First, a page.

Ups and downs with offline blog editors

Updated on April 9, 2006

Upward movement with new beta versions of a couple of offline blog editors I’m trying out:

If I had to make a choice I would use ecto for Windows. That’s because it’s a tool I’ve been using since 2004, I know it pretty well, I’m more or less comfortable with it (I have a love/hate relationship with it) and is the one I fall back to after trying everything else.

Which brings me to the opposite of good work with blog editors. That’s Rocketpost. Whatever you do, do not waste money on buying Rocketpost. The application and the developer’s non-existent support is so appalling that you will experience grief if you do.

But let’s conclude on a positive note. If you need a reliable tool for managing your blog posts, you do have some good choices. ecto (Windows and Mac) and Qumana (Windows/Mac) as I mentioned. Plus BlogJet (Windows, and which I also have and use now and again). There’s also BlogDesk, a free post editor for Windows.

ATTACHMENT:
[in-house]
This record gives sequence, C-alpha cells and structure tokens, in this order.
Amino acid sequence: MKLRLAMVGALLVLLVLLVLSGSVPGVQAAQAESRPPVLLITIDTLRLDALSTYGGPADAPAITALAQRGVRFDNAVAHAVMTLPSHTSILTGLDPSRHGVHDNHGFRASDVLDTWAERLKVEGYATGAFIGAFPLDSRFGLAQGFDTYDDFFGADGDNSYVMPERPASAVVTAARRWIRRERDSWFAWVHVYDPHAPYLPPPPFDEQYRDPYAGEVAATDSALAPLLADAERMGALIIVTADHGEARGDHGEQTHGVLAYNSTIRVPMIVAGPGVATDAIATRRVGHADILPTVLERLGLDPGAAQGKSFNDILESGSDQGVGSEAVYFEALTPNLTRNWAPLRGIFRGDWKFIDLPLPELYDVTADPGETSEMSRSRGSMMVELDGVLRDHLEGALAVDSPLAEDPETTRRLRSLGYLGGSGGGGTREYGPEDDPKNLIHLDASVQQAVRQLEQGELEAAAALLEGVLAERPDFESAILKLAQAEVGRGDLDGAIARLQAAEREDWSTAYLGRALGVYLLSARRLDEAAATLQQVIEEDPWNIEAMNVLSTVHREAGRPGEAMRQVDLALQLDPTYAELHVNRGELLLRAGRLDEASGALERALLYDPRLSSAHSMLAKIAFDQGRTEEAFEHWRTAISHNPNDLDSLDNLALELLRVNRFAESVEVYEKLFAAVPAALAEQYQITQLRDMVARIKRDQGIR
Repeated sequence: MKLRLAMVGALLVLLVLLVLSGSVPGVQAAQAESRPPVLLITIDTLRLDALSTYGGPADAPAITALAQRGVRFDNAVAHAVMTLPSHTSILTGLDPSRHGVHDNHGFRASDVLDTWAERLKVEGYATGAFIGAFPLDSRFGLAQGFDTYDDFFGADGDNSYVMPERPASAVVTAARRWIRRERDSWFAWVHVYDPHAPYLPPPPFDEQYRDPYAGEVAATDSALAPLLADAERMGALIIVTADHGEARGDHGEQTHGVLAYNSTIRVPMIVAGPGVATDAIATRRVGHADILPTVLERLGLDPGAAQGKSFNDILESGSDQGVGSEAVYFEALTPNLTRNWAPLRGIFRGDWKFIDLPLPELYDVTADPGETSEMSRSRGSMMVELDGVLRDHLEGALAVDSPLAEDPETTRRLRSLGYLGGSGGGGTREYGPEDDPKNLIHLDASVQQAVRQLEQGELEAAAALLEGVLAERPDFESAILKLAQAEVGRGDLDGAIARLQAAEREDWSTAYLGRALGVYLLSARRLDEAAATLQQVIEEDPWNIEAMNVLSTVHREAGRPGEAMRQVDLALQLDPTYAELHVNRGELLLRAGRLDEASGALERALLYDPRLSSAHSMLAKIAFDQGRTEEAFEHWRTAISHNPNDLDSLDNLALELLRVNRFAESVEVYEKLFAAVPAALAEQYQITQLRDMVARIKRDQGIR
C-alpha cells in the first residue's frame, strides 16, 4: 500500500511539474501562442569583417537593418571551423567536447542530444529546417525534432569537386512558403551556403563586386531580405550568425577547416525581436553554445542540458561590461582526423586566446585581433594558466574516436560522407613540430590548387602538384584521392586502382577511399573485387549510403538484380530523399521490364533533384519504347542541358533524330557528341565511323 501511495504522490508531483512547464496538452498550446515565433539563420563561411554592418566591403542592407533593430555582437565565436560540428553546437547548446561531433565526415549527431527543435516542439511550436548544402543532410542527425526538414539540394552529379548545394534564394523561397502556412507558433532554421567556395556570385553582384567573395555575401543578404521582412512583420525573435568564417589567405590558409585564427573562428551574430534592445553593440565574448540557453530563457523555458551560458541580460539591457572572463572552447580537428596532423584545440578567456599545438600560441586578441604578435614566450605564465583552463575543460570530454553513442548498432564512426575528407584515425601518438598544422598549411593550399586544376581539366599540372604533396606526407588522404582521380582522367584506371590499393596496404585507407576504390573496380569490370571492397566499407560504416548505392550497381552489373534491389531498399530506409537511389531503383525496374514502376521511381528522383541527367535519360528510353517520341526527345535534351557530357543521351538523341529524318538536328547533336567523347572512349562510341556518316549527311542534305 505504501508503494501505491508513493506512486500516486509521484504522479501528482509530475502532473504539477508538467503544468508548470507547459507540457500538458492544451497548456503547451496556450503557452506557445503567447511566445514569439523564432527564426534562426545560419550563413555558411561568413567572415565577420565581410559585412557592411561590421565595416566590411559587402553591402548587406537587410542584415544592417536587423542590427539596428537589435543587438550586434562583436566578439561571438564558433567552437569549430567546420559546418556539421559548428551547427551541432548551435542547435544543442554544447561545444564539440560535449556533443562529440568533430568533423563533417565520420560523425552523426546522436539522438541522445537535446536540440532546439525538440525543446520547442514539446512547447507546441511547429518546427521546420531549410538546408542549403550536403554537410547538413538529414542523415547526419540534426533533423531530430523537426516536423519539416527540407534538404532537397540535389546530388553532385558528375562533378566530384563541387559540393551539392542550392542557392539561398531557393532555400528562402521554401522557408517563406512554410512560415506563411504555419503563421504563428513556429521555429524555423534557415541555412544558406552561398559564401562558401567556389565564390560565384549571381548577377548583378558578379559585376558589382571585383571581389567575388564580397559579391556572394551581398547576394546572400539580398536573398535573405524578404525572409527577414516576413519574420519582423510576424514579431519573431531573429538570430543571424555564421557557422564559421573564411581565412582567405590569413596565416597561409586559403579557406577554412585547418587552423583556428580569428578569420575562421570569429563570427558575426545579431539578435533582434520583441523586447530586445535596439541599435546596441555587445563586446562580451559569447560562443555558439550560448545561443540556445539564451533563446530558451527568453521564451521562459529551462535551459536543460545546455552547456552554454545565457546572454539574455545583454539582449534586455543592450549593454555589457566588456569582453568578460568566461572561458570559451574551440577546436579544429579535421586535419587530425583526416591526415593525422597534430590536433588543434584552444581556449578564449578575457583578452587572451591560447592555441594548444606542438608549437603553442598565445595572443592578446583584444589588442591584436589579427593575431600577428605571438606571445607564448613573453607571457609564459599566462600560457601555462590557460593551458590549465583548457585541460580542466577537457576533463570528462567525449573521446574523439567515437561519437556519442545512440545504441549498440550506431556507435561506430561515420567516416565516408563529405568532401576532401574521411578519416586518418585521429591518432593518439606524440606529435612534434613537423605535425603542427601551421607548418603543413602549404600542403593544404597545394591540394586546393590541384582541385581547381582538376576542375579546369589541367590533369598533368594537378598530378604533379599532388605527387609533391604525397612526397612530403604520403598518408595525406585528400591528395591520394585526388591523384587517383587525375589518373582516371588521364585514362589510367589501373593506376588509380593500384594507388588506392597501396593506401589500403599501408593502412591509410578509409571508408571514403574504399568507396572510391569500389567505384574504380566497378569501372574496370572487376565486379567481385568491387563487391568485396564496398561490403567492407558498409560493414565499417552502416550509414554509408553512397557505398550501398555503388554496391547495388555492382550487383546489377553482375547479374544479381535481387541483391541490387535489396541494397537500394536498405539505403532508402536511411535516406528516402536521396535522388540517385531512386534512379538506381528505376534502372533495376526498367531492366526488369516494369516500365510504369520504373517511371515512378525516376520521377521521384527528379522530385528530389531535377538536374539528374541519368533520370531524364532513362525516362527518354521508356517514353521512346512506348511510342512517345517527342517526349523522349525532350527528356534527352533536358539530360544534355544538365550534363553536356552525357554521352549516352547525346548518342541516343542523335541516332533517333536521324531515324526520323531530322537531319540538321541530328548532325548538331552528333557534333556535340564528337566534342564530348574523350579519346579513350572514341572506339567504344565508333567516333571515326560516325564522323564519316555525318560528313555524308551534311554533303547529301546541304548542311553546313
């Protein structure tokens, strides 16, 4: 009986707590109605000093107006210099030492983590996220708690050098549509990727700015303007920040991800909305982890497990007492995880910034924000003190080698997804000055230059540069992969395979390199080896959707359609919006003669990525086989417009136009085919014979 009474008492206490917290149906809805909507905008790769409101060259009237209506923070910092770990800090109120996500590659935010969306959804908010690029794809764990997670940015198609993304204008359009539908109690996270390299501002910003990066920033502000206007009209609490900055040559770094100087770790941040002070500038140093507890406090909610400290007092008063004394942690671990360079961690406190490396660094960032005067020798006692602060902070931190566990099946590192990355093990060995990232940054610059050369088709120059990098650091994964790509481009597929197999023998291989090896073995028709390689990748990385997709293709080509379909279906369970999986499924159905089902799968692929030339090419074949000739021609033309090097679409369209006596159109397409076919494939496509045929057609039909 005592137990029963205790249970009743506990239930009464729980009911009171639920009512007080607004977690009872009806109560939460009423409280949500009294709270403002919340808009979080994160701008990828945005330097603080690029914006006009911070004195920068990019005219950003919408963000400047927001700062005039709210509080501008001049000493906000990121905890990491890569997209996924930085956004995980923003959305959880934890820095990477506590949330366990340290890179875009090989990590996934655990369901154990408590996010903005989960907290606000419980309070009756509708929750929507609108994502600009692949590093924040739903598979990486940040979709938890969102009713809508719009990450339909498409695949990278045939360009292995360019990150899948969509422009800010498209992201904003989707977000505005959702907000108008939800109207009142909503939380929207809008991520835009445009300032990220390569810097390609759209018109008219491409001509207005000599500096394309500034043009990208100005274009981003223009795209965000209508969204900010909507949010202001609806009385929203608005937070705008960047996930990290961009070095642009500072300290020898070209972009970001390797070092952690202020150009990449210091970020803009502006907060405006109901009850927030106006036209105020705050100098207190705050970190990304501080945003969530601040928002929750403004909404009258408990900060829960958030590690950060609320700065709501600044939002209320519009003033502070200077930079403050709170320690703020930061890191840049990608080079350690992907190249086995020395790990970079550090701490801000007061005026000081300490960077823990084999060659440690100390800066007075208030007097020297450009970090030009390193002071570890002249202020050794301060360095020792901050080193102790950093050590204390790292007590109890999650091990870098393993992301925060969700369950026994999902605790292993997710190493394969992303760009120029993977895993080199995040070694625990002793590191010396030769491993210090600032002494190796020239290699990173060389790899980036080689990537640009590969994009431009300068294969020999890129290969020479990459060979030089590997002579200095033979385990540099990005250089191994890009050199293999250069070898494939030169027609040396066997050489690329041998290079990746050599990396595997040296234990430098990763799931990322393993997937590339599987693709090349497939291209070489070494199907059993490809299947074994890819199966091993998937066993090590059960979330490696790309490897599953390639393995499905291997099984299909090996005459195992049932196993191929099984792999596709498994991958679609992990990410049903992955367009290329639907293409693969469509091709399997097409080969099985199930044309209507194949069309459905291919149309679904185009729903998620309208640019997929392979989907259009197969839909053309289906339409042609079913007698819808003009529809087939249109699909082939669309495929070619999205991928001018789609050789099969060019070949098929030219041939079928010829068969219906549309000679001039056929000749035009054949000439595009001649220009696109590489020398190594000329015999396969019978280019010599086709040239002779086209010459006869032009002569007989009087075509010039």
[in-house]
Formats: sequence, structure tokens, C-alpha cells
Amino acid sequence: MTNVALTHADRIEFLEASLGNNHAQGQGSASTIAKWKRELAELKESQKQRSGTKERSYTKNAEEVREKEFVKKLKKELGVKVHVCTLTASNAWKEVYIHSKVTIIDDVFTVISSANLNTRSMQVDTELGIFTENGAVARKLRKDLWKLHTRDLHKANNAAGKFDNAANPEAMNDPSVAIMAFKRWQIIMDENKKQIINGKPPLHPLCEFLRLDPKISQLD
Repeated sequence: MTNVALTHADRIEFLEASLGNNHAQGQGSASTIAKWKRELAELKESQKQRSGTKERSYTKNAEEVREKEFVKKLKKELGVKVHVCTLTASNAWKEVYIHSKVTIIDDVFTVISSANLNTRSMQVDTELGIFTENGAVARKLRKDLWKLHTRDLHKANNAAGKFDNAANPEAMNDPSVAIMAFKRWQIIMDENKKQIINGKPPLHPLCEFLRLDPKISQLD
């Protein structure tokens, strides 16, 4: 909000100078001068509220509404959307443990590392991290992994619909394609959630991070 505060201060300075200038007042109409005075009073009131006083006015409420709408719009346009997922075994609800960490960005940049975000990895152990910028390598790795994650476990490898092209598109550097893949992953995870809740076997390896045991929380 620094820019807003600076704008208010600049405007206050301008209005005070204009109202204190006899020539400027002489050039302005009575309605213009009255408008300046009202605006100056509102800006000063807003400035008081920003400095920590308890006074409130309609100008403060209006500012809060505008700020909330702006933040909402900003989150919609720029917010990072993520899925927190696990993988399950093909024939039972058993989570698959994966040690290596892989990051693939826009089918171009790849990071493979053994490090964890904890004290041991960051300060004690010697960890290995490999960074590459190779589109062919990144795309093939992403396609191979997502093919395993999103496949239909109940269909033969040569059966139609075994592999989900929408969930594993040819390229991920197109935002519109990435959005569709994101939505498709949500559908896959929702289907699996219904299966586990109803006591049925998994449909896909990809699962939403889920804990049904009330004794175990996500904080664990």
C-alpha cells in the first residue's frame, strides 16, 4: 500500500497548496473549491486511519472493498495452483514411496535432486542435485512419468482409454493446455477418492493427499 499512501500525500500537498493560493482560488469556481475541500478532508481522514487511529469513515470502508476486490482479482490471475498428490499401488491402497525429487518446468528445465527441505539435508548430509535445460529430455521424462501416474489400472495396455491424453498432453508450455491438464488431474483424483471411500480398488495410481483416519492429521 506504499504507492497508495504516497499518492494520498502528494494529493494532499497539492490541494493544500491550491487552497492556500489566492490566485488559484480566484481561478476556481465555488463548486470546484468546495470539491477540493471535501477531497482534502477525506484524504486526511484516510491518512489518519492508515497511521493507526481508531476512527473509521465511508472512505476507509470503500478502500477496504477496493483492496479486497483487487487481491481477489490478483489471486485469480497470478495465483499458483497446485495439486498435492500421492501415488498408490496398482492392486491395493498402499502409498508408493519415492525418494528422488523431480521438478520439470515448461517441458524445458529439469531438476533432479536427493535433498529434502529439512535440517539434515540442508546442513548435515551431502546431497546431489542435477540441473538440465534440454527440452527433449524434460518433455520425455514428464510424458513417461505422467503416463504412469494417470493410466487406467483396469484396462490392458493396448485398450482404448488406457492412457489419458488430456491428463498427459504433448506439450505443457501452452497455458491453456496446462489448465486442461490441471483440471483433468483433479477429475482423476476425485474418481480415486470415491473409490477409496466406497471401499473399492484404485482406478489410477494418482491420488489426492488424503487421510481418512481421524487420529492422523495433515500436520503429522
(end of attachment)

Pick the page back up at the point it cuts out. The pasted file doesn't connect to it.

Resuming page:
There are others, too – if you Google “offline blog editors,” you’ll find more. So plenty of choice.

Neville Hobson

Social Strategist, Communicator, Writer, and Podcaster with a curiosity for tech and how people use it. Believer in an Internet for everyone. Early adopter (and leaver) and experimenter with social media. Occasional test pilot of shiny new objects. Avid tea drinker.

  1. Tris

    Thanks Neville. I’m glad you like Qumana so much. Interesting thing about RocketPost is that they’ve been continuing their “Smarter than [x blog editor]” campaign and have been penalized by both Yahoo and Google for it.